State Preemption Of GLB Takes A Big Hit

On Jan. 10, 2005, the Federal District Court for the District of Massachusetts upheld the determination of the Office of the Comptroller of the Currency that the Gramm-Leach-Bliley Act of 1999 preempted the Massachusetts state statute restricting sales of insurance products through banks.

The significance of the case is that for the first time a federal court ruled that GLB forbids state laws that “prevent or significantly interfere with” the ability of banks to sell insurance.

The decisionMassachusetts Bankers Association, Inc. v. Bowlerrendered by Federal District Court Judge Rya W. Zobel, reviewed the Massachusetts Consumer Protection Act Relative to the Sale of Insurance by Banks.

In May 2000, the Massachusetts Bankers Association requested the opinion of the OCC, the primary regulator of federally chartered banks, about whether GLB preempted certain provisions of the Massachusetts insurance statute. The OCC issued its decision on March 18, 2002, that the law did, in fact, preempt the states law. The U.S. Court of Appeals for the First Circuit then dismissed the petition of the Massachusetts commissioners of banks and insurance for lack of jurisdiction.

Subsequently, the Massachusetts Bankers Association and some of its member banks filed suit in Federal District Court challenging four provisions of the Massachusetts Bank Insurance Statute. The lawsuit involved two counts. Count one, brought by federally chartered members of the MBA, claimed provisions of the Massachusetts Bank Insurance Statute were preempted for national banks and federal savings banks. Count two, brought by their state-chartered counterparts, claimed that enforcement of the contested provisions against them constitutes arbitrary, discriminatory action against them because the provisions do not apply to national banks and federal savings associations.

Four provisions of the Massachusetts Bank Insurance Statute were subject to the challenge.

1. The referral prohibition forbid bank employees who are not licensed to sell insurance from initiating a discussion of insurance. Referrals to licensed agents could be made only if the customer asked about insurance.

2. The referral fee prohibition forbid banks from paying nonlicensed employees for making referrals to licensed insurance agents.

3. The waiting period restriction prohibited a bank from soliciting loan applicants for insurance sales before the loan was approved, and the approval and certain disclosures communicated to the loan customer.

4. The separation restriction required insurance sales to be carried out in an area of the bank physically separate from the rest of the bank.

The court granted partial summary judgment on count one, ruling that GLB preempted the Massachusetts Bank Insurance Statute. The court stated that GLB codified the standard of Barnett Bank of Marion County N.A. v. Nelson, 517 U.S. 25 (1996). Judge Zobel cited GLB language that “no state may, by statute…prevent or significantly interfere with the ability of a depository institution…to engage directly or indirectly…in any insurance sales…activity.”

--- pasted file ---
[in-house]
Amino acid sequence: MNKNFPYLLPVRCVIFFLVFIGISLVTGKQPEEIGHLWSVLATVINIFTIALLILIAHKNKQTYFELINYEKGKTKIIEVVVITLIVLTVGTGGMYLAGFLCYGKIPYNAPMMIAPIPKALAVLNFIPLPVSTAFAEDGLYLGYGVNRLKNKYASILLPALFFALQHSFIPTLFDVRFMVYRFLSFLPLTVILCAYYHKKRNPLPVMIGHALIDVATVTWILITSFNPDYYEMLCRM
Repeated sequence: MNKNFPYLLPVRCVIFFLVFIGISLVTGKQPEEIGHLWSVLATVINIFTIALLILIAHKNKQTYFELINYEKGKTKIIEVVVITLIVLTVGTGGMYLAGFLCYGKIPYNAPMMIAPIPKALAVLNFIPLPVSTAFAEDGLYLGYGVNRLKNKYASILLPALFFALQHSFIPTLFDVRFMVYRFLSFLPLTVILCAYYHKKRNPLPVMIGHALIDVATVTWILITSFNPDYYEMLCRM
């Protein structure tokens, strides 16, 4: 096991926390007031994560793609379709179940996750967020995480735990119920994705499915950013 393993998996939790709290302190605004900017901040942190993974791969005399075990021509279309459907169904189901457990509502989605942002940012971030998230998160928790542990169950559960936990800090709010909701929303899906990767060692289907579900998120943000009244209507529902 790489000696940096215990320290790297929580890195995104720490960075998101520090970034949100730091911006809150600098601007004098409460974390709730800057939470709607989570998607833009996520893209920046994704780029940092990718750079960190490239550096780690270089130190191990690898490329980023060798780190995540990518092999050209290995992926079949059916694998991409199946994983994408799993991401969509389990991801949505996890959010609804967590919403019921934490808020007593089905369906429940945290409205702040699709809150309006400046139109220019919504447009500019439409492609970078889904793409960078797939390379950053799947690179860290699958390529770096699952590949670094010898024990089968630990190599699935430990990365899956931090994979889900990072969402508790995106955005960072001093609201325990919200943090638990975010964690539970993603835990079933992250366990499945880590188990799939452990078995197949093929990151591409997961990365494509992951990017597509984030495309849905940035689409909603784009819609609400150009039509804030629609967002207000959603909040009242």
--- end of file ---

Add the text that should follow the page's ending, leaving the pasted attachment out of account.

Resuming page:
The court noted the bankers evidence comparing bank customer referrals and sales of insurance in Massachusetts with the much higher insurance sales data for branches of the same banks in neighboring states.

The court held that GLB prohibited both the referral prohibition and the referral fee prohibition because they served to “significantly curtail the banks ability to cross market, solicit and thereby sell insurance products.”

In examining the waiting period restriction, the court noted that most retail loans require some form of insurance before the advancement of funds, so a loan applicant likely will secure insurance before approval of the loan application. The waiting period restriction, therefore, effectively blocked the ability of a bank to sell insurance to loan applicants, the court reasoned.

The court also accepted the bankers argument that the waiting period restriction increased their cost of selling because it required them to track the status of loan applications to avoid soliciting applicants before credit approval, thus violating the language of GLB.

Finally, the court found that the separation restriction also was preempted because it imposed more costs on banks by forcing them to devote more space to the insurance activity. It dismissed the defendants argument that the restriction should not be preempted because the commissioner may waive the physical separation requirement.

Interestingly, the courts ruling applied only to count one, which concerned the activities of national banks and federal savings associations. The court had granted the parties joint motion to dismiss count two until after a decision on count one. As the decision applied only to count one, the court did not rule on whether the Massachusetts law also was preempted for state chartered institutions.

Immediately following the ruling, however, the state bank plaintiffs petitioned the Massachusetts commissioners of insurance and banking to waive the restrictions that were preempted for national banks and federal savings associations.

It is expected that the commissioners will grant that waiver based on a finding that a waiver is necessary to allow state chartered institutions to compete on an even footing with their federally chartered competitors.

Theodore P. Augustinos is a partner in the insurance and reinsurance department of Edwards & Angell, Hartford, a national law firm. He may be reached at: TAugustinos@EdwardsAngell.com.


Reproduced from National Underwriter Edition, April 15, 2005. Copyright 2005 by The National Underwriter Company in the serial publication. All rights reserved.Copyright in this article as an independent work may be held by the author.